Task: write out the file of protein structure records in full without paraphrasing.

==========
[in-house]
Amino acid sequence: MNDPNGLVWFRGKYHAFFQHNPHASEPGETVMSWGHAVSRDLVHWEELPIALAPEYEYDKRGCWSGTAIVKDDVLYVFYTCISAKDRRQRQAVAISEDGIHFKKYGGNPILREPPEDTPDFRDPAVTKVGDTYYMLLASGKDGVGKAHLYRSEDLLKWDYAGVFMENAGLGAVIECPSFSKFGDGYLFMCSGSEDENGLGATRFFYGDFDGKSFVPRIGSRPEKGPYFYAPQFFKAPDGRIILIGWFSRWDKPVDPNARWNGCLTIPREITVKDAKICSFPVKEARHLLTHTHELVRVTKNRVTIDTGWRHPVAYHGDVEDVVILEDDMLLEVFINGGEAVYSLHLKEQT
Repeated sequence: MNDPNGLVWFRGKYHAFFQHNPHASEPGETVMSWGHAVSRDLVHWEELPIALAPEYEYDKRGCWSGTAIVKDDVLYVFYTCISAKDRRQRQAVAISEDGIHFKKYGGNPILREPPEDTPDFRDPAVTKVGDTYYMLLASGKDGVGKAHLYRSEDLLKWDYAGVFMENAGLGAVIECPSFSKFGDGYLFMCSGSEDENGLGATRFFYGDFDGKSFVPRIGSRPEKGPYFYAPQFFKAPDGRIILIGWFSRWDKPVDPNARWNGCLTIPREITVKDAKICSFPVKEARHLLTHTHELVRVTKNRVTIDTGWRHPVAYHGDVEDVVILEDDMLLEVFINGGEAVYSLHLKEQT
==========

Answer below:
[in-house]
Amino acid sequence: MNDPNGLVWFRGKYHAFFQHNPHASEPGETVMSWGHAVSRDLVHWEELPIALAPEYEYDKRGCWSGTAIVKDDVLYVFYTCISAKDRRQRQAVAISEDGIHFKKYGGNPILREPPEDTPDFRDPAVTKVGDTYYMLLASGKDGVGKAHLYRSEDLLKWDYAGVFMENAGLGAVIECPSFSKFGDGYLFMCSGSEDENGLGATRFFYGDFDGKSFVPRIGSRPEKGPYFYAPQFFKAPDGRIILIGWFSRWDKPVDPNARWNGCLTIPREITVKDAKICSFPVKEARHLLTHTHELVRVTKNRVTIDTGWRHPVAYHGDVEDVVILEDDMLLEVFINGGEAVYSLHLKEQT
Repeated sequence: MNDPNGLVWFRGKYHAFFQHNPHASEPGETVMSWGHAVSRDLVHWEELPIALAPEYEYDKRGCWSGTAIVKDDVLYVFYTCISAKDRRQRQAVAISEDGIHFKKYGGNPILREPPEDTPDFRDPAVTKVGDTYYMLLASGKDGVGKAHLYRSEDLLKWDYAGVFMENAGLGAVIECPSFSKFGDGYLFMCSGSEDENGLGATRFFYGDFDGKSFVPRIGSRPEKGPYFYAPQFFKAPDGRIILIGWFSRWDKPVDPNARWNGCLTIPREITVKDAKICSFPVKEARHLLTHTHELVRVTKNRVTIDTGWRHPVAYHGDVEDVVILEDDMLLEVFINGGEAVYSLHLKEQT